The problem with Captain America’s new ‘both sides’ website

April 10, 2019
Chris Evans in 2017. (Photo by Emma McIntyre/Getty Images)

Political polarization is a serious problem. Chris Evans, the actor who plays Captain America, hopes to unify the nation with a new outlet “aimed at reducing partisanship and promoting respectful discourse.” On Saturday, CNN revealed that he is developing a website that will present Democratic and Republican takes on the country’s most pressing matters. But fixing partisanship with partisan chit-chat is a bit like trying to cure diabetes with Skittles.

“If you’re watching this, I hope you’ll consider contributing to my new civics engagement project called ‘A Starting Point,’” Evans says in a teaser. “It’s a website designed to provide succinct answers to common questions by presenting both the Democratic and Republican point of view on dozens of issues across the political landscape.” The idea for the site stemmed from his own quest to find an unbiased source of information, he explains. “I just thought, ‘Why isn’t there a place I can go to hear both sides of an issue in a succinct way that I can trust?’’”

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To help, Evans enlisted senators Cory Booker, Lisa Murkowski, Tim Scott, and Amy Klobuchar, as well as Dan Crenshaw, a congressman. On video, he’s seen sitting down with them, saying that he has a list of questions; they can decide which ones they want to respond to and provide links to two or three articles for further reading. Not a lot more details are available (Evans’s publicist did not respond to an inquiry from CJR).

From the outset—the launch date is unknown—“A Starting Point” appears a ham-fisted effort that might boost misinformation and partisanship. “On the surface, there’s something appealing about this—it’s good to be exposed to ideas beyond our filter bubbles—but there’s also a real risk of giving equal weight to concepts and arguments that shouldn’t be equated,” Margaret Sullivan, media critic for The Washington Post, tells CJR via email. “Are we going to hear both sides of voter suppression, for example? Both sides of the need for drastic action on climate change?”

The term “both sides”—which harkens back to Donald Trump’s infamous response to the tragedy in Charlottesville (“I think there is blame on both sides,” he’d said, after white supremacists killed an activist fighting for racial equality)—isn’t the best phrase to use when promoting a source of information. Evans mentions in the teaser that his site will give a politician the “chance not only to galvanize your base, but you might change some minds.” Andrew Beaujon, a Washingtonian senior editor, tells CJR, “It’s this centrist fantasy that if we only listened to each other we’d be able to make up our own minds about an issue and suddenly John F. Kennedy Jr. is going to come back to life and become president and everything is going to be like The West Wing.”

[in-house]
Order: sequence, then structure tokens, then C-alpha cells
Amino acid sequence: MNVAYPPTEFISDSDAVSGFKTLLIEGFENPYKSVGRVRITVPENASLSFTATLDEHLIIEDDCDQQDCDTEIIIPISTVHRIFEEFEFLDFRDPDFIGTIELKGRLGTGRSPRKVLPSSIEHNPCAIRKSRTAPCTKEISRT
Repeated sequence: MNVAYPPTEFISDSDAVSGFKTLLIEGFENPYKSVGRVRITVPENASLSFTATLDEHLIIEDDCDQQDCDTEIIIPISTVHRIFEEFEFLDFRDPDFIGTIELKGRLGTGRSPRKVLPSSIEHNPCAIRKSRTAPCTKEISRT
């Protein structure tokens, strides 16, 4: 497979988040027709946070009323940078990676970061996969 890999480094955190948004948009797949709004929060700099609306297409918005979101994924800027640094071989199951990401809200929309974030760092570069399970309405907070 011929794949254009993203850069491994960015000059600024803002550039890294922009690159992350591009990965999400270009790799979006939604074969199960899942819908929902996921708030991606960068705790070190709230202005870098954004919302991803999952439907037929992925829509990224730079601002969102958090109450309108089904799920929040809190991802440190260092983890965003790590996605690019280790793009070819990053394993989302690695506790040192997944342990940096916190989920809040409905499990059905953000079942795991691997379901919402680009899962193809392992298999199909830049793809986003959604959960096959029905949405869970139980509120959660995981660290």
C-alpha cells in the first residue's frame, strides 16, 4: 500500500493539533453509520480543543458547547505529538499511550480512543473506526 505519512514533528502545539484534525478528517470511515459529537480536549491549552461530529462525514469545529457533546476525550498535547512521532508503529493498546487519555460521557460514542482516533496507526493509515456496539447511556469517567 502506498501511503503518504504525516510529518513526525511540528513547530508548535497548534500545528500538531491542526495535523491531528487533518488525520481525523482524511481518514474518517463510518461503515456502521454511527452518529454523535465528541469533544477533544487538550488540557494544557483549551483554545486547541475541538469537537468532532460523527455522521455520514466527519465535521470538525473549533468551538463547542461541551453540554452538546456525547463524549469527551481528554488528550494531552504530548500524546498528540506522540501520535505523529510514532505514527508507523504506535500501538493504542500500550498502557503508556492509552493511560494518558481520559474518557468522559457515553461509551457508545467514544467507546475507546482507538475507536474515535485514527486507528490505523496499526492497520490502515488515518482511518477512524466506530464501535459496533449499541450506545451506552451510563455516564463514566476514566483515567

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Beaujon has other doubts: “When politicians come on and lie to him—and they’re gonna to lie to him—how is he going to handle it? Is he going to factcheck?” Beaujon also takes issue with the promised additional reading. “How do we know that that material is going to be honest? It won’t be honest. It’s not going to be white papers. It’s gonna be news articles they believe agree with them.”

Airing politicians, rather than experts, means broadcasting party talking points. “You’re getting spin,” Igor Bobic, a politics reporter at HuffPost, tells CJR. “It happens on a daily basis in Congress.” Sullivan agrees. “What we need most in the news media is more deep reporting, more knowledgeable analysis and more thoughtful commentary, not more of the false equivalency that’s created so much trouble already,” she says.

There is a need for thoughtful public debate about politics, but Evans doesn’t seem to be creating the platform for it. “I think it’s always a good idea to have more information about issues available to voters especially around election time,” Bobic says. It’s nice that Evans is willing to try, he adds, but “if your goal is to create an informed electorate and getting people to discern what is true and what is not—especially in this time and age and this administration—I’m not sure how that would accomplish that goal. In my opinion, journalists can do a better job of helping you serve as the bullshit detector on what’s going on in Washington.”

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Justin Ray is an audience editor at the Los Angeles Times. Follow him on Twitter @jray05.